Alex’s devotion to this project is both touching and disturbing. Alex never leaves his mother, choosing to stay and protect her from a truth he know would be devastating. But as his girlfriend Lara (Chulpan Khamatova) warns him, he has gone too far: as the lie becomes more elaborate, so does his belief in it. Like Lara, we can never entirely side with Alex: we know his intentions are good, but sometimes the deception seems to be more about his own “Ostalgia” than about protecting his mother. As he says in a voiceover: “Somehow my scheme had taken on a life of its own. The GDR I created for her increasingly became the one I might have wished for.”

Good Bye, Lenin leaves us uncertain of how much each character knows. Alex ultimately never reveals to his mother the truth about the Reunification, and thus maintains the deception. But although the film is told largely through his perspective, he is not omniscient: a couple scenes reveal that there is more at play than he is aware of. In the most important of these, Lara secretly explains everything – the Reunification, the deception, etc – to Christiane, and since Alex never realises this, we are left wondering if it is actually Christiane who is protecting him.

At first glance, Good Bye, Lenin is merely a comedic coming-of-age story set during a politically-wrought time. It’s also been interpreted as a meditation on self-deception. But these views overlook the complexity of the film and its tragicomic use of “Ostalgia”. On the one hand, we laugh as Alex pretends in front of his mother that he still wears the same clothes then quickly changes when he leaves the room, or when Christiane’s desire for “Spreewaldgurken” (a type of East German pickle) sends Alex on a wild-goose chase. But at the end of the day, we’re also confronted with the tragic elements of the Reunification: Alex’s neighbours, who worked for forty years to reform East Germany, lose their jobs, money, and purpose overnight. Even Sigmund Jähn (Stefan Walz), the “Cosmonaut” Alex idolised as a boy, has had to become a taxi driver. By the end of the film, we are left in uncertainty about the place of “Ostalgia” in modern Germany. Simply put, we’re never allowed to stop wondering if Alex is an hero for allowing his mother to live out her days in the GDR she loved, or if he’s deceiving himself.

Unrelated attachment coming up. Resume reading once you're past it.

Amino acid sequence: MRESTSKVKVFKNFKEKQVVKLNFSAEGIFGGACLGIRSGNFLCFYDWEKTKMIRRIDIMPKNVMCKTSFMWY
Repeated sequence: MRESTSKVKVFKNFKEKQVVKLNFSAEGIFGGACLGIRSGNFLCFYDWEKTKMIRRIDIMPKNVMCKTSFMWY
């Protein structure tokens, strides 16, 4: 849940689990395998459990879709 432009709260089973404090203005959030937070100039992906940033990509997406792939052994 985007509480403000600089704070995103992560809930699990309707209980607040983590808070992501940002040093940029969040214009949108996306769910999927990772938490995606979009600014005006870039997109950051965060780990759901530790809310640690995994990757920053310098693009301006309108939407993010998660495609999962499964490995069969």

Good Bye, Lenin is a more complex work than it is given credit for. Through its multiple layers of motivations for deception, it exposes the complexities of family life, and questions the morality of white lies and nostalgia. Furthermore, by subverting any sort of moral judgement, the film is never so forgiving or pedantic as to tell us how to feel. What the film does so well is recreate the characters’ complex emotions in its audience: Brühl projects the multiplicity of his emotions onto the audience through voiceovers, expressions, and dialogue which never seem to entirely line up, and the result is not confusion, but depth. We’re left, like Alex, with a half-smile on our face: is this a touching, feel-good story, or should we focus on the suppressed pain each behind each white lie?